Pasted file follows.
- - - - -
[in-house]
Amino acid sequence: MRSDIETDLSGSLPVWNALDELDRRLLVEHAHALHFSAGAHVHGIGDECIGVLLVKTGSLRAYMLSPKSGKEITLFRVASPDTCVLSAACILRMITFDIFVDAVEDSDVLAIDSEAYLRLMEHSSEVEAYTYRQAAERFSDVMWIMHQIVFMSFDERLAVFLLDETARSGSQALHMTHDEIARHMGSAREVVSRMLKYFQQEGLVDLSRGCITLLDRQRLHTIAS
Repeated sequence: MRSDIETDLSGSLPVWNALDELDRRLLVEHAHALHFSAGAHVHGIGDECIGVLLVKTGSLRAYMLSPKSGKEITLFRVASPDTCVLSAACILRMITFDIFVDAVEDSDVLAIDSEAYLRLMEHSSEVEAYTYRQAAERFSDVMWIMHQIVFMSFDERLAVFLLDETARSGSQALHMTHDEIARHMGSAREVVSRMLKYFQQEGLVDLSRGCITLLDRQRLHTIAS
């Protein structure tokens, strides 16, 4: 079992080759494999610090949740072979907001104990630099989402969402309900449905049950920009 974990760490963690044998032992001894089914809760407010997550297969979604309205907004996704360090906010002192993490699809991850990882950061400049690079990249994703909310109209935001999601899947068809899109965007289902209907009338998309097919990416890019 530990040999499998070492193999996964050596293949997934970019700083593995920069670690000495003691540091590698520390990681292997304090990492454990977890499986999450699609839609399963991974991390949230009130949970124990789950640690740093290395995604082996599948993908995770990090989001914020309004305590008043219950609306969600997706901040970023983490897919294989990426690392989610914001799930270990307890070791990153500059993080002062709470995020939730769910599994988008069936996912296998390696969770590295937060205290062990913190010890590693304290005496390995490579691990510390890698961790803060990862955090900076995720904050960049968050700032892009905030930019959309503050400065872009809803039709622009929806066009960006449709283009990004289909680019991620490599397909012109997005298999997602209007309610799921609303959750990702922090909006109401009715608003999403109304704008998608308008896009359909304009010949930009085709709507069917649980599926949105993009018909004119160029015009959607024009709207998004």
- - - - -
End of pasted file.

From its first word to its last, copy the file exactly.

[in-house]
Amino acid sequence: MRSDIETDLSGSLPVWNALDELDRRLLVEHAHALHFSAGAHVHGIGDECIGVLLVKTGSLRAYMLSPKSGKEITLFRVASPDTCVLSAACILRMITFDIFVDAVEDSDVLAIDSEAYLRLMEHSSEVEAYTYRQAAERFSDVMWIMHQIVFMSFDERLAVFLLDETARSGSQALHMTHDEIARHMGSAREVVSRMLKYFQQEGLVDLSRGCITLLDRQRLHTIAS
Repeated sequence: MRSDIETDLSGSLPVWNALDELDRRLLVEHAHALHFSAGAHVHGIGDECIGVLLVKTGSLRAYMLSPKSGKEITLFRVASPDTCVLSAACILRMITFDIFVDAVEDSDVLAIDSEAYLRLMEHSSEVEAYTYRQAAERFSDVMWIMHQIVFMSFDERLAVFLLDETARSGSQALHMTHDEIARHMGSAREVVSRMLKYFQQEGLVDLSRGCITLLDRQRLHTIAS
């Protein structure tokens, strides 16, 4: 079992080759494999610090949740072979907001104990630099989402969402309900449905049950920009 974990760490963690044998032992001894089914809760407010997550297969979604309205907004996704360090906010002192993490699809991850990882950061400049690079990249994703909310109209935001999601899947068809899109965007289902209907009338998309097919990416890019 530990040999499998070492193999996964050596293949997934970019700083593995920069670690000495003691540091590698520390990681292997304090990492454990977890499986999450699609839609399963991974991390949230009130949970124990789950640690740093290395995604082996599948993908995770990090989001914020309004305590008043219950609306969600997706901040970023983490897919294989990426690392989610914001799930270990307890070791990153500059993080002062709470995020939730769910599994988008069936996912296998390696969770590295937060205290062990913190010890590693304290005496390995490579691990510390890698961790803060990862955090900076995720904050960049968050700032892009905030930019959309503050400065872009809803039709622009929806066009960006449709283009990004289909680019991620490599397909012109997005298999997602209007309610799921609303959750990702922090909006109401009715608003999403109304704008998608308008896009359909304009010949930009085709709507069917649980599926949105993009018909004119160029015009959607024009709207998004």